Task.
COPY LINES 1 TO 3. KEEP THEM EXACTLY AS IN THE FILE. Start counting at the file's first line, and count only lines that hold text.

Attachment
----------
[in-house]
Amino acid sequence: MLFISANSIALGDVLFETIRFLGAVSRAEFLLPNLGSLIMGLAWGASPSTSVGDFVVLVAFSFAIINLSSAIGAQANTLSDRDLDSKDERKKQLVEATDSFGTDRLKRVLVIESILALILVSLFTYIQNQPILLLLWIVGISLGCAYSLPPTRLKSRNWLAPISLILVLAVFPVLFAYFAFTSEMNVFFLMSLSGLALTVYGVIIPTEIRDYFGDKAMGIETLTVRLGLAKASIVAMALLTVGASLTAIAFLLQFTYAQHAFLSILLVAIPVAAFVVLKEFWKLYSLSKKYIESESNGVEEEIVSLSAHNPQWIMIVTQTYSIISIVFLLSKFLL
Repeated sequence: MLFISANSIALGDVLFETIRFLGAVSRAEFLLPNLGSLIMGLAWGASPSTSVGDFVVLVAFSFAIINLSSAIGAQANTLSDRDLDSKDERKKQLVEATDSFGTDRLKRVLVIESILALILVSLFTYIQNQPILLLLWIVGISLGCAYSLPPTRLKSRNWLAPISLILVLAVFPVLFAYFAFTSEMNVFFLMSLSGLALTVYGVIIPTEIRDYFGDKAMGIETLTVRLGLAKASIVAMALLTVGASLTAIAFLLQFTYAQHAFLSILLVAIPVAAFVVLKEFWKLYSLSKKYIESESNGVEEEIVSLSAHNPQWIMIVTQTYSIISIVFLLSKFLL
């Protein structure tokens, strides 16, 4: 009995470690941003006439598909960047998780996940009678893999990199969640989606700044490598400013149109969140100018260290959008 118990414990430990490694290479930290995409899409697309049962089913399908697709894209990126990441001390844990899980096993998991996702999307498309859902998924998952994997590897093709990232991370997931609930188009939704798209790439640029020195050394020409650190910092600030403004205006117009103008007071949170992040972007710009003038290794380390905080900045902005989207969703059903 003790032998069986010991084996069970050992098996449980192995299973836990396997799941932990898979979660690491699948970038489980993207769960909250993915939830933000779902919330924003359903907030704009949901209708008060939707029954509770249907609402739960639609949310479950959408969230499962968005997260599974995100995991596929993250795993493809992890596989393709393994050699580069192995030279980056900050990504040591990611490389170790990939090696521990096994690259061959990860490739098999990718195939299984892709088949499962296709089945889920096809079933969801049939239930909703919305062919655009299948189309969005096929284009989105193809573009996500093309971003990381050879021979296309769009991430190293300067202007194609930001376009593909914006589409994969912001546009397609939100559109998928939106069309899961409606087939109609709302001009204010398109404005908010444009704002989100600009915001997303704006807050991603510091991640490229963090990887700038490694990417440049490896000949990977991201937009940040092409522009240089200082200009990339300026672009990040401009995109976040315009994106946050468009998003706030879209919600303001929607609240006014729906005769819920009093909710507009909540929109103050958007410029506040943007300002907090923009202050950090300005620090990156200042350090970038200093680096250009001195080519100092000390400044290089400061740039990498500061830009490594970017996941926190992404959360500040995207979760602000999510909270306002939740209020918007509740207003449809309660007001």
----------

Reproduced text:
[in-house]
Amino acid sequence: MLFISANSIALGDVLFETIRFLGAVSRAEFLLPNLGSLIMGLAWGASPSTSVGDFVVLVAFSFAIINLSSAIGAQANTLSDRDLDSKDERKKQLVEATDSFGTDRLKRVLVIESILALILVSLFTYIQNQPILLLLWIVGISLGCAYSLPPTRLKSRNWLAPISLILVLAVFPVLFAYFAFTSEMNVFFLMSLSGLALTVYGVIIPTEIRDYFGDKAMGIETLTVRLGLAKASIVAMALLTVGASLTAIAFLLQFTYAQHAFLSILLVAIPVAAFVVLKEFWKLYSLSKKYIESESNGVEEEIVSLSAHNPQWIMIVTQTYSIISIVFLLSKFLL
Repeated sequence: MLFISANSIALGDVLFETIRFLGAVSRAEFLLPNLGSLIMGLAWGASPSTSVGDFVVLVAFSFAIINLSSAIGAQANTLSDRDLDSKDERKKQLVEATDSFGTDRLKRVLVIESILALILVSLFTYIQNQPILLLLWIVGISLGCAYSLPPTRLKSRNWLAPISLILVLAVFPVLFAYFAFTSEMNVFFLMSLSGLALTVYGVIIPTEIRDYFGDKAMGIETLTVRLGLAKASIVAMALLTVGASLTAIAFLLQFTYAQHAFLSILLVAIPVAAFVVLKEFWKLYSLSKKYIESESNGVEEEIVSLSAHNPQWIMIVTQTYSIISIVFLLSKFLL